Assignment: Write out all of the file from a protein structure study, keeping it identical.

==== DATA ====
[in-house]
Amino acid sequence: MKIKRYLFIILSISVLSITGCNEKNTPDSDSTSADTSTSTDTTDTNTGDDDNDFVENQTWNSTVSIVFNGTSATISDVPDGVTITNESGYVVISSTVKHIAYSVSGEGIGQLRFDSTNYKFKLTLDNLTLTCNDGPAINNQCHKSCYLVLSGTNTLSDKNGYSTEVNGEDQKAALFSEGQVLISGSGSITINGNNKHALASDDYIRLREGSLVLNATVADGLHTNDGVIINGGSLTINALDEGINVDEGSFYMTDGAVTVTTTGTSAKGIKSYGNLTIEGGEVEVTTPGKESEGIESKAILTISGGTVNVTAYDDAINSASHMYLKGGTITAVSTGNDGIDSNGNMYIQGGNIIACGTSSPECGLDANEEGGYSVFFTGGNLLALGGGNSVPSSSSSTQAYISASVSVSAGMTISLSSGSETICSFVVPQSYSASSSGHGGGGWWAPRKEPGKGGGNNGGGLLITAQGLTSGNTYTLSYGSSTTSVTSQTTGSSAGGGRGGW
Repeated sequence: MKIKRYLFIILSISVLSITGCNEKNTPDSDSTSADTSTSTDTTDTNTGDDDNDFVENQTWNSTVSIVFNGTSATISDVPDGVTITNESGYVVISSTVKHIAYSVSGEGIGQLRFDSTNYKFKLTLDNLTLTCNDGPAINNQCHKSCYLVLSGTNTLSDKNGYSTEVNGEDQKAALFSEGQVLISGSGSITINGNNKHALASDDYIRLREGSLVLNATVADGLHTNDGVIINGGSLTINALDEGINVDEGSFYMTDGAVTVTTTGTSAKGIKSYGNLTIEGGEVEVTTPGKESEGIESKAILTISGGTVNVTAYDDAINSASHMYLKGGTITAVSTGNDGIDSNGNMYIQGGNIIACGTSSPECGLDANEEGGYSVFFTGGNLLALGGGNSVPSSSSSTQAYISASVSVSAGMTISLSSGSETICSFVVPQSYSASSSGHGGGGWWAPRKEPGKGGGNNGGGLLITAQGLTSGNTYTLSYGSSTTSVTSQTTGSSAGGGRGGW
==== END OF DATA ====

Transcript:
[in-house]
Amino acid sequence: MKIKRYLFIILSISVLSITGCNEKNTPDSDSTSADTSTSTDTTDTNTGDDDNDFVENQTWNSTVSIVFNGTSATISDVPDGVTITNESGYVVISSTVKHIAYSVSGEGIGQLRFDSTNYKFKLTLDNLTLTCNDGPAINNQCHKSCYLVLSGTNTLSDKNGYSTEVNGEDQKAALFSEGQVLISGSGSITINGNNKHALASDDYIRLREGSLVLNATVADGLHTNDGVIINGGSLTINALDEGINVDEGSFYMTDGAVTVTTTGTSAKGIKSYGNLTIEGGEVEVTTPGKESEGIESKAILTISGGTVNVTAYDDAINSASHMYLKGGTITAVSTGNDGIDSNGNMYIQGGNIIACGTSSPECGLDANEEGGYSVFFTGGNLLALGGGNSVPSSSSSTQAYISASVSVSAGMTISLSSGSETICSFVVPQSYSASSSGHGGGGWWAPRKEPGKGGGNNGGGLLITAQGLTSGNTYTLSYGSSTTSVTSQTTGSSAGGGRGGW
Repeated sequence: MKIKRYLFIILSISVLSITGCNEKNTPDSDSTSADTSTSTDTTDTNTGDDDNDFVENQTWNSTVSIVFNGTSATISDVPDGVTITNESGYVVISSTVKHIAYSVSGEGIGQLRFDSTNYKFKLTLDNLTLTCNDGPAINNQCHKSCYLVLSGTNTLSDKNGYSTEVNGEDQKAALFSEGQVLISGSGSITINGNNKHALASDDYIRLREGSLVLNATVADGLHTNDGVIINGGSLTINALDEGINVDEGSFYMTDGAVTVTTTGTSAKGIKSYGNLTIEGGEVEVTTPGKESEGIESKAILTISGGTVNVTAYDDAINSASHMYLKGGTITAVSTGNDGIDSNGNMYIQGGNIIACGTSSPECGLDANEEGGYSVFFTGGNLLALGGGNSVPSSSSSTQAYISASVSVSAGMTISLSSGSETICSFVVPQSYSASSSGHGGGGWWAPRKEPGKGGGNNGGGLLITAQGLTSGNTYTLSYGSSTTSVTSQTTGSSAGGGRGGW